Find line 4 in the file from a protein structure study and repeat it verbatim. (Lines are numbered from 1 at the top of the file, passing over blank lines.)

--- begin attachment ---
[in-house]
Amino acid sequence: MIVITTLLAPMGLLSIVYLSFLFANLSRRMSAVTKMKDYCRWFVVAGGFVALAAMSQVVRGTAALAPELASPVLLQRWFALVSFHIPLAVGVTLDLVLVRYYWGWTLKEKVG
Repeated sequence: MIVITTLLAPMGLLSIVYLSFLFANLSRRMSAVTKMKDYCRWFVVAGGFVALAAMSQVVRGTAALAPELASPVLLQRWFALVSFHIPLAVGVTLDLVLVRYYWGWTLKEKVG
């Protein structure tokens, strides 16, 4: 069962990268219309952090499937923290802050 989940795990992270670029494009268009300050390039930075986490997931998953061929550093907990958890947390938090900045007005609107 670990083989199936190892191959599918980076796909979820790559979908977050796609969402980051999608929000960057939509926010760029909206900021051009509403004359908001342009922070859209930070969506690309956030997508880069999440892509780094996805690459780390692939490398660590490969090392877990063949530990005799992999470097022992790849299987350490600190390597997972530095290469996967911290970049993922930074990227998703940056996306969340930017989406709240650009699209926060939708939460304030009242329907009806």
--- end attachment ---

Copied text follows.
């Protein structure tokens, strides 16, 4: 069962990268219309952090499937923290802050 989940795990992270670029494009268009300050390039930075986490997931998953061929550093907990958890947390938090900045007005609107 670990083989199936190892191959599918980076796909979820790559979908977050796609969402980051999608929000960057939509926010760029909206900021051009509403004359908001342009922070859209930070969506690309956030997508880069999440892509780094996805690459780390692939490398660590490969090392877990063949530990005799992999470097022992790849299987350490600190390597997972530095290469996967911290970049993922930074990227998703940056996306969340930017989406709240650009699209926060939708939460304030009242329907009806």